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Engaging people who use drugs in policy and program development: A review of the literature


Health policies and programs are increasingly being driven by people from the community to more effectively address their needs. While a large body of evidence supports peer engagement in the context of policy and program development for various populations, little is known about this form of engagement among people who use drugs (PWUD). Therefore, a narrative literature review was undertaken to provide an overview of this topic. Searches of PubMed and Academic Search Premier databases covering 1995–2010 were conducted to identify articles assessing peer engagement in policy and program development. In total, 19 articles were included for review. Our findings indicate that PWUD face many challenges that restrict their ability to engage with public health professionals and policy makers, including the high levels of stigma and discrimination that persist among this population. Although the literature shows that many international organizations are recommending the involvement of PWUD in policy and program development, our findings revealed a lack of published data on the implementation of these efforts. Gaps in the current evidence highlight the need for additional research to explore and document the engagement of PWUD in the areas of policy and program development. Further, efforts to minimize stigmatizing barriers associated with illicit drug use are urgently needed to improve the engagement of PWUD in decision making processes.


On a global scale, community-based methods have been increasingly used as an effective public health approach to engage various populations in addressing concerns about their health [1, 2]. Evidence supporting the engagement of people with lived experience or ‘peers’ at different stages of policy, program and research development shows positive health outcomes for populations [35]. In order for decision makers to improve the health of individuals and make services more relevant to the target population, policies and practices must be based on the needs of that population. Allowing the voices of peers to be heard is crucial for developing a deeper understanding of complex health problems. By doing so, initiatives to tackle these health issues will have a greater impact on the target population by improving the acceptability and utilization of programs for these individuals and by extension, increase accessibility to these services [6].

Despite the growing interest of involving peers in areas of decision making, there is currently no established definition of the terms ‘peers‘ and ‘peer engagement’. Depending on the literature, peer engagement can differ in varying degrees. A continuum of peer engagement can range anywhere between tokenism, where peers have limited influence in the decision making process and are only consulted to create a false appearance of inclusiveness, to full, collaborative involvement, where peers are involved at a more active level and in all stages of policy and program development [7]. Taken from a number of articles, the term ‘peers’ in this literature review will refer to any persons of equal standing within a particular community who share a common lived experience [8, 9]. A ‘community’ is a group of individuals living in a particular area or place. For example, in Vancouver, Canada, people living in the downtown eastside (DTES) are referred to as the DTES community, and people who use drugs (PWUD) living in the DTES are referred to as peers among other PWUD. Peer engagement is a community-based approach and we have defined it as the process of consulting and collaborating with decision makers using a bottom-up approach in order to better address the needs of the community. Additionally, we have defined the terms policy and program development as the following: ‘policy development’ is the process of forming guiding principles and rules for improving the health of populations, whereas ‘program development’ is the process of developing projects or services that aim to improve the health of populations.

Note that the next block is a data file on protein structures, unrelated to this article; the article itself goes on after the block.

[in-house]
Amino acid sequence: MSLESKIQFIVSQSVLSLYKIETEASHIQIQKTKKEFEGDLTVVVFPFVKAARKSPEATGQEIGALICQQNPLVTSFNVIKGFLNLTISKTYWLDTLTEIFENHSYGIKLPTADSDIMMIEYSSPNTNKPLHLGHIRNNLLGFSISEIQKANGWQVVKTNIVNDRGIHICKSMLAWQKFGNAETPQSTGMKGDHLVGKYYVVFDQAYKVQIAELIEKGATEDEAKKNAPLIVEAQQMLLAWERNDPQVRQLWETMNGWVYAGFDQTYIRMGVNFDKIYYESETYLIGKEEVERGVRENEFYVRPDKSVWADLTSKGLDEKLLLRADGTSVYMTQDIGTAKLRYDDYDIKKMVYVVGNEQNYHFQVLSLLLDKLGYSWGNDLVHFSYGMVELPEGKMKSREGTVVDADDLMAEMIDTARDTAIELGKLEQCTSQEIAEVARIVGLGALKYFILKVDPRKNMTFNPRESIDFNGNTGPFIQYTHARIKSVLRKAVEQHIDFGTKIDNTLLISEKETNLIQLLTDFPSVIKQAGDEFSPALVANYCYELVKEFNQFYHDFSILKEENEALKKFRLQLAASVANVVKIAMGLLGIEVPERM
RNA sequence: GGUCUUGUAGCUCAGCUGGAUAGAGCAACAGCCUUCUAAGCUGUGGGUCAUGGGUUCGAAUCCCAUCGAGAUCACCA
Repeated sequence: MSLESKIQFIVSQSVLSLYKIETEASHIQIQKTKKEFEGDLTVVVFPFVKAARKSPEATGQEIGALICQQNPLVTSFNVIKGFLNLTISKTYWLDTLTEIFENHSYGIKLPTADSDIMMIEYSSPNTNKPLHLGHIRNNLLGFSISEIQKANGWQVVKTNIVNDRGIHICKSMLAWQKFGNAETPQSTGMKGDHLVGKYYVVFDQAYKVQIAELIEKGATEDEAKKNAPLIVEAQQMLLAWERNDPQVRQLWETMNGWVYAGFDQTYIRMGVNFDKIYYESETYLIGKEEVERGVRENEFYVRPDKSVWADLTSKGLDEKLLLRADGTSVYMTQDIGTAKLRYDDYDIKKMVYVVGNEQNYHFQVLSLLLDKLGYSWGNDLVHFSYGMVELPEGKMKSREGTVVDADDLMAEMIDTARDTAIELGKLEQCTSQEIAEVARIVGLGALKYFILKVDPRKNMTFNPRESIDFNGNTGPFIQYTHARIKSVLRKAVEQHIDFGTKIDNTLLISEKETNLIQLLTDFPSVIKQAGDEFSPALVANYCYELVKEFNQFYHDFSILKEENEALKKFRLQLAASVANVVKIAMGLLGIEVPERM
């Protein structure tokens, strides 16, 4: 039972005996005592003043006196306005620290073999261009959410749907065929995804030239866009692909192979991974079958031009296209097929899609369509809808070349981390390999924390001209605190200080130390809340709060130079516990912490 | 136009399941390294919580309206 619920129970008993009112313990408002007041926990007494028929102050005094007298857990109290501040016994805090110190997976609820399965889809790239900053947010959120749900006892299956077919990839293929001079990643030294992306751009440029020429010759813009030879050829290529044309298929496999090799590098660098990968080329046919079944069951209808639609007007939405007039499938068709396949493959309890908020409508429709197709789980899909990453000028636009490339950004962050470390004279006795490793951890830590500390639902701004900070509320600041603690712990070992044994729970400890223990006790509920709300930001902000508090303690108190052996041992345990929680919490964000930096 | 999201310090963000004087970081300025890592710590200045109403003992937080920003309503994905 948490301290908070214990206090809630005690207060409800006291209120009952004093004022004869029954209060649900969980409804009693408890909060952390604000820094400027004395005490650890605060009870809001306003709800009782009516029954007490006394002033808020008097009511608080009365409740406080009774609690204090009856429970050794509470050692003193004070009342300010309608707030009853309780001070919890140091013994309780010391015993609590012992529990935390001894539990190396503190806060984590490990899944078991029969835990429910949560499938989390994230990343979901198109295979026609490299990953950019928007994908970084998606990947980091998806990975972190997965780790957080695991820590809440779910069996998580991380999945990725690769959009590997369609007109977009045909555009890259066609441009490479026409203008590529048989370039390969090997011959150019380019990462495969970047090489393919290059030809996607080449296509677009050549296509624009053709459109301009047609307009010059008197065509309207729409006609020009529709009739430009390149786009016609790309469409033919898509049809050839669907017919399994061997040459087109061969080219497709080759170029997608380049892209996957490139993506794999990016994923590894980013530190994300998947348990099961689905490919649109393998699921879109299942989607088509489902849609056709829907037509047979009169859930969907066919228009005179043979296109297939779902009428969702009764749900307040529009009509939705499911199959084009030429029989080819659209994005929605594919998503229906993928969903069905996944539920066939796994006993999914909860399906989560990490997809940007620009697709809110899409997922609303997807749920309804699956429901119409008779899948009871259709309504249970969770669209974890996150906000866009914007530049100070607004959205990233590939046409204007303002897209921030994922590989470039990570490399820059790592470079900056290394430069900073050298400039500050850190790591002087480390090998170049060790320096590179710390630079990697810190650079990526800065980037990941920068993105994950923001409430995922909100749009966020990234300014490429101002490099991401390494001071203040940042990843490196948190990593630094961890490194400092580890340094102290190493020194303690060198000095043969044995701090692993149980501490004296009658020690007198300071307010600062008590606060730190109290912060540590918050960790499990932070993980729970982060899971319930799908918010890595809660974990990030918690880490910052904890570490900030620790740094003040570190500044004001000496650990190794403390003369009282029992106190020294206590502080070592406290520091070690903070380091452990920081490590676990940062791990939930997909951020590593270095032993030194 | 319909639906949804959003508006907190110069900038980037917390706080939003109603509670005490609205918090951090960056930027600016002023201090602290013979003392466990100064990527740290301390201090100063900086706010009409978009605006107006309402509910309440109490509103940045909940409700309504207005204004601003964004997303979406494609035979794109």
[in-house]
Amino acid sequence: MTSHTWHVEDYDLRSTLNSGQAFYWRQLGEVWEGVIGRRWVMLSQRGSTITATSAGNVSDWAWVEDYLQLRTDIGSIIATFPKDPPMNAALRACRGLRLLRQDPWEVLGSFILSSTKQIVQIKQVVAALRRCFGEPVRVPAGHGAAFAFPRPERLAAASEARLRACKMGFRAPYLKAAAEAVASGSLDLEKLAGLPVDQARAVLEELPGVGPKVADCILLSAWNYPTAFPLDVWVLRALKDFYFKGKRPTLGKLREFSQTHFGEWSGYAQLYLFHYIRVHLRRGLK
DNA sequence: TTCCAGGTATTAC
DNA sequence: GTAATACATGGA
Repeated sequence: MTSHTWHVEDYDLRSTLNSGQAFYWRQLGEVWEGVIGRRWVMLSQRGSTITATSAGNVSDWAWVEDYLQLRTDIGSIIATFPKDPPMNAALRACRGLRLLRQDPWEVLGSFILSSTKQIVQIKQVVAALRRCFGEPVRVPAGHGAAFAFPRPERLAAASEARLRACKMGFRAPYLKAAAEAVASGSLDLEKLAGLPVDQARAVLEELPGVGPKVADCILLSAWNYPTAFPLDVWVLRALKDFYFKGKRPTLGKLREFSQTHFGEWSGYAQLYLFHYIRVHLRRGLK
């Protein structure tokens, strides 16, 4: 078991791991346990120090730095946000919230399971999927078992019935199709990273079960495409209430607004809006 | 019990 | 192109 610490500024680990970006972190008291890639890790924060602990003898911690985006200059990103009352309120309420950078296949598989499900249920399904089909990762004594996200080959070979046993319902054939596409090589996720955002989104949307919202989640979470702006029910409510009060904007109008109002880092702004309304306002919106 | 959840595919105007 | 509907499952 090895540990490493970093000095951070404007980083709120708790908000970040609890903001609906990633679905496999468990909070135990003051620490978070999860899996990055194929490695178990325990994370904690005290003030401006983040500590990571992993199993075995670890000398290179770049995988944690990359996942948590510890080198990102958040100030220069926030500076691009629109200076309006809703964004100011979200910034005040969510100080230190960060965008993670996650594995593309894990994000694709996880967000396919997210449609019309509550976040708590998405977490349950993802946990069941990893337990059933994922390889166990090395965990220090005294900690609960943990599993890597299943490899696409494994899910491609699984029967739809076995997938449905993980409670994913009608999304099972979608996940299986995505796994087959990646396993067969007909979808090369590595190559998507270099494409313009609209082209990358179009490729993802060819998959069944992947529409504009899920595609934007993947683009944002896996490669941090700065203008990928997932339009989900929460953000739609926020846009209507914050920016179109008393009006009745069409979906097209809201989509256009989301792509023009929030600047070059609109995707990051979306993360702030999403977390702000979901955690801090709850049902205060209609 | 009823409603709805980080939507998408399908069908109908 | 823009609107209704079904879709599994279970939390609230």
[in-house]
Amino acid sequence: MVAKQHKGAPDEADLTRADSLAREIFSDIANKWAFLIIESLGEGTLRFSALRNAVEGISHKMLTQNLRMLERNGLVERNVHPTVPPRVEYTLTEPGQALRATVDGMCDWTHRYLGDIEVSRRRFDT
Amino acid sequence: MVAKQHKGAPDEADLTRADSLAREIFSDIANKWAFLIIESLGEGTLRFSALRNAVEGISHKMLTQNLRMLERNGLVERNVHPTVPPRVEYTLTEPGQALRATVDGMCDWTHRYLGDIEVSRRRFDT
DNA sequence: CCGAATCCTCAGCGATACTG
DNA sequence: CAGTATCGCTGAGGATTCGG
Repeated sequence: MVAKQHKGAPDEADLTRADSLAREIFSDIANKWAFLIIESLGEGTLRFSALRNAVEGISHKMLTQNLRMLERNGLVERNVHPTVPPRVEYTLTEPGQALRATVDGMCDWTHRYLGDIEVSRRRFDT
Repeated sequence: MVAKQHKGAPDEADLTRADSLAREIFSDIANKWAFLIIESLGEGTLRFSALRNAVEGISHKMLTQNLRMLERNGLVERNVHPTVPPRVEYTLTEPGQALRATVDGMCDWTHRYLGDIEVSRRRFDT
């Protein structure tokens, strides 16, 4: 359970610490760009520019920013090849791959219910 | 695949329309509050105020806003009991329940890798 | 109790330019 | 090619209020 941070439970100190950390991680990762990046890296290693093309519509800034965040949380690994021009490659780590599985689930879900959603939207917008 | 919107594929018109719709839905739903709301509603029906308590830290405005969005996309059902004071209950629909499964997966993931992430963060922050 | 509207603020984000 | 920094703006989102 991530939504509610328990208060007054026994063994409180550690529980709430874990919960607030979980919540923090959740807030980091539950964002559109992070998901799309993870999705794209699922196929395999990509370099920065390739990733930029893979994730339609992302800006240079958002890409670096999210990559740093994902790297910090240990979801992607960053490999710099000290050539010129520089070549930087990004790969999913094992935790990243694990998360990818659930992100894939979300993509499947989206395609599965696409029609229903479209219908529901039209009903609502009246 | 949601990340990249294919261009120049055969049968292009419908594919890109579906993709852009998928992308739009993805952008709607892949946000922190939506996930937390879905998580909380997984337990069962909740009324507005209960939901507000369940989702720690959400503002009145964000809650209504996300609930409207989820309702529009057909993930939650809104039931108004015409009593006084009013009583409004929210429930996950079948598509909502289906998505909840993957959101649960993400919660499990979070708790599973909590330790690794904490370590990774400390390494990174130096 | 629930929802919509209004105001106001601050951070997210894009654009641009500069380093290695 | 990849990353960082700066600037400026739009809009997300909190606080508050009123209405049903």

While a large body of evidence supports the use of peer-based services and interventions, little is known about the success of peer engagement at an earlier, more influential stage in the decision making process. This literature review aims to provide a summary of the available evidence on peer engagement among PWUD and its role in policy and program development. Findings from this review will identify gaps in the literature as well as provide important information on how to more effectively engage peers in policy and program making decisions.


During June and July 2011, the search for literature material was conducted using PubMed and Academic Search Premier databases and spans the period 1995 to 2010. Using Medical Subject Heading terms and Boolean terms to identify papers that dealt with the topic of peer engagement in policy and program development, database searches were performed multiple times with one or more combinations of the following terms: peer, peer-based, experiential worker, HIV, injection drug users, policy development, community, participation, user involvement, drug policy, partnership. These search terms were identified from the authors’ prior knowledge and preliminary searches about this particular topic. A cited reference search and a grey literature search were also conducted. As well, back referencing from included studies was performed to search for additional relevant articles. Most of the grey literature was found through one main search engine, Google, and included literature such as government and United Nations reports, conference papers, and discussion papers.